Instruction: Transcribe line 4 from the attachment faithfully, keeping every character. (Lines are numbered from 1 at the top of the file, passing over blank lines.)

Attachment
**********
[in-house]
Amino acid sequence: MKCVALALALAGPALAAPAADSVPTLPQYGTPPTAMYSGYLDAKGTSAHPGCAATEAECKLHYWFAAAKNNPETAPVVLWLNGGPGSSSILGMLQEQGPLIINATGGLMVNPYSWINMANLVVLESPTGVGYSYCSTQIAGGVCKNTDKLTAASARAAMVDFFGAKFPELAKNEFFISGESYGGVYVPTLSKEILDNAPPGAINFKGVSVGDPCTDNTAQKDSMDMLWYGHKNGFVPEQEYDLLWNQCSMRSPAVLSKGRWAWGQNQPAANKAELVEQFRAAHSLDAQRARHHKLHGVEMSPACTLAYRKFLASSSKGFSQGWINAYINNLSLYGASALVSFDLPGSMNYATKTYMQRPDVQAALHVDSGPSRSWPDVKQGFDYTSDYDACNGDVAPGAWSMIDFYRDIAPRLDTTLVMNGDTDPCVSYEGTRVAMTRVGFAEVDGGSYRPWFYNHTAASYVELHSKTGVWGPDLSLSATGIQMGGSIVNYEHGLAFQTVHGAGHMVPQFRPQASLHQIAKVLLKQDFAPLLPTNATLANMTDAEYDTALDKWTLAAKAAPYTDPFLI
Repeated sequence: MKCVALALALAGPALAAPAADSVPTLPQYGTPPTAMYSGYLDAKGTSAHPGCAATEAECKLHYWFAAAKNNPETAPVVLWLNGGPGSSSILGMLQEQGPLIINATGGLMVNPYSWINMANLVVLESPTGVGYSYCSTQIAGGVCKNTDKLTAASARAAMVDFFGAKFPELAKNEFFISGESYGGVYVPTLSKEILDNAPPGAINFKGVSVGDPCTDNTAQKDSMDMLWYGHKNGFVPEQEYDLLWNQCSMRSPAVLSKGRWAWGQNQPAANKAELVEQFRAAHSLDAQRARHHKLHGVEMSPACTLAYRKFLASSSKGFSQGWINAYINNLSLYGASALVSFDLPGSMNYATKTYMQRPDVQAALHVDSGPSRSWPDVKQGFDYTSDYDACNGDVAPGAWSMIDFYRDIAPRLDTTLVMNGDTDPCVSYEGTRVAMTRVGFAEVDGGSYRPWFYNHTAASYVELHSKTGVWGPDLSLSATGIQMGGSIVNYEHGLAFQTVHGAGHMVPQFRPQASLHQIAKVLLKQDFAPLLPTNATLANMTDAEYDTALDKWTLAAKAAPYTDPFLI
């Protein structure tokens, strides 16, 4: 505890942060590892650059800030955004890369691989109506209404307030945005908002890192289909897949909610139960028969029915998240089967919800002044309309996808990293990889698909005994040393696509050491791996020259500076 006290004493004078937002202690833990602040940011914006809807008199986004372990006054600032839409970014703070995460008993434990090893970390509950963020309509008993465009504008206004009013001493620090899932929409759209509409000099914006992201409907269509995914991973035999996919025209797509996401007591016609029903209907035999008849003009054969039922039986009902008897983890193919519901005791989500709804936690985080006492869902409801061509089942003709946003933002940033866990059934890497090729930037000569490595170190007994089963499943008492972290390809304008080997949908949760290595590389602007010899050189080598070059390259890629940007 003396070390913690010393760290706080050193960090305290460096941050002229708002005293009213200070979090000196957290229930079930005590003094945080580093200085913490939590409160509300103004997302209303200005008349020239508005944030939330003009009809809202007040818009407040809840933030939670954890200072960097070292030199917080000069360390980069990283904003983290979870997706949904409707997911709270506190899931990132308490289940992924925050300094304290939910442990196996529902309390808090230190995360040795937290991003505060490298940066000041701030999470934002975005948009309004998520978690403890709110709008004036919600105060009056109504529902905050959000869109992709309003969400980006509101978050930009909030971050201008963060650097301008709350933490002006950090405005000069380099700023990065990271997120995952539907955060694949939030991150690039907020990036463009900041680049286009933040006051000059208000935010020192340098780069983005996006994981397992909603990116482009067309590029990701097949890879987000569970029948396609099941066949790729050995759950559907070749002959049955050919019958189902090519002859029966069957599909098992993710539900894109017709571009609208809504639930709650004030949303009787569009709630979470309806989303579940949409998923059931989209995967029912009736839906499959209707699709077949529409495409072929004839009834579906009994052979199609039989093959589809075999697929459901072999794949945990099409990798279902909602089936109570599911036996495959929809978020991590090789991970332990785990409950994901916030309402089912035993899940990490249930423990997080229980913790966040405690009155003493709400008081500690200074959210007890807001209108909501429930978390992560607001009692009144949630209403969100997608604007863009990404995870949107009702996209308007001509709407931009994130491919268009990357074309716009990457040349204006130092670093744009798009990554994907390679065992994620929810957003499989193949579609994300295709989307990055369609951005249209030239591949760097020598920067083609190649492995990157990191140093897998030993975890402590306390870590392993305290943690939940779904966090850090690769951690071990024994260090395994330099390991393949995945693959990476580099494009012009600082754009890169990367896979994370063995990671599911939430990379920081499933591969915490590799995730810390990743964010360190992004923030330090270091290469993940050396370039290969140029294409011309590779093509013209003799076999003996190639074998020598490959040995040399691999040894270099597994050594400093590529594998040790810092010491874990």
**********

């Protein structure tokens, strides 16, 4: 505890942060590892650059800030955004890369691989109506209404307030945005908002890192289909897949909610139960028969029915998240089967919800002044309309996808990293990889698909005994040393696509050491791996020259500076 006290004493004078937002202690833990602040940011914006809807008199986004372990006054600032839409970014703070995460008993434990090893970390509950963020309509008993465009504008206004009013001493620090899932929409759209509409000099914006992201409907269509995914991973035999996919025209797509996401007591016609029903209907035999008849003009054969039922039986009902008897983890193919519901005791989500709804936690985080006492869902409801061509089942003709946003933002940033866990059934890497090729930037000569490595170190007994089963499943008492972290390809304008080997949908949760290595590389602007010899050189080598070059390259890629940007 003396070390913690010393760290706080050193960090305290460096941050002229708002005293009213200070979090000196957290229930079930005590003094945080580093200085913490939590409160509300103004997302209303200005008349020239508005944030939330003009009809809202007040818009407040809840933030939670954890200072960097070292030199917080000069360390980069990283904003983290979870997706949904409707997911709270506190899931990132308490289940992924925050300094304290939910442990196996529902309390808090230190995360040795937290991003505060490298940066000041701030999470934002975005948009309004998520978690403890709110709008004036919600105060009056109504529902905050959000869109992709309003969400980006509101978050930009909030971050201008963060650097301008709350933490002006950090405005000069380099700023990065990271997120995952539907955060694949939030991150690039907020990036463009900041680049286009933040006051000059208000935010020192340098780069983005996006994981397992909603990116482009067309590029990701097949890879987000569970029948396609099941066949790729050995759950559907070749002959049955050919019958189902090519002859029966069957599909098992993710539900894109017709571009609208809504639930709650004030949303009787569009709630979470309806989303579940949409998923059931989209995967029912009736839906499959209707699709077949529409495409072929004839009834579906009994052979199609039989093959589809075999697929459901072999794949945990099409990798279902909602089936109570599911036996495959929809978020991590090789991970332990785990409950994901916030309402089912035993899940990490249930423990997080229980913790966040405690009155003493709400008081500690200074959210007890807001209108909501429930978390992560607001009692009144949630209403969100997608604007863009990404995870949107009702996209308007001509709407931009994130491919268009990357074309716009990457040349204006130092670093744009798009990554994907390679065992994620929810957003499989193949579609994300295709989307990055369609951005249209030239591949760097020598920067083609190649492995990157990191140093897998030993975890402590306390870590392993305290943690939940779904966090850090690769951690071990024994260090395994330099390991393949995945693959990476580099494009012009600082754009890169990367896979994370063995990671599911939430990379920081499933591969915490590799995730810390990743964010360190992004923030330090270091290469993940050396370039290969140029294409011309590779093509013209003799076999003996190639074998020598490959040995040399691999040894270099597994050594400093590529594998040790810092010491874990």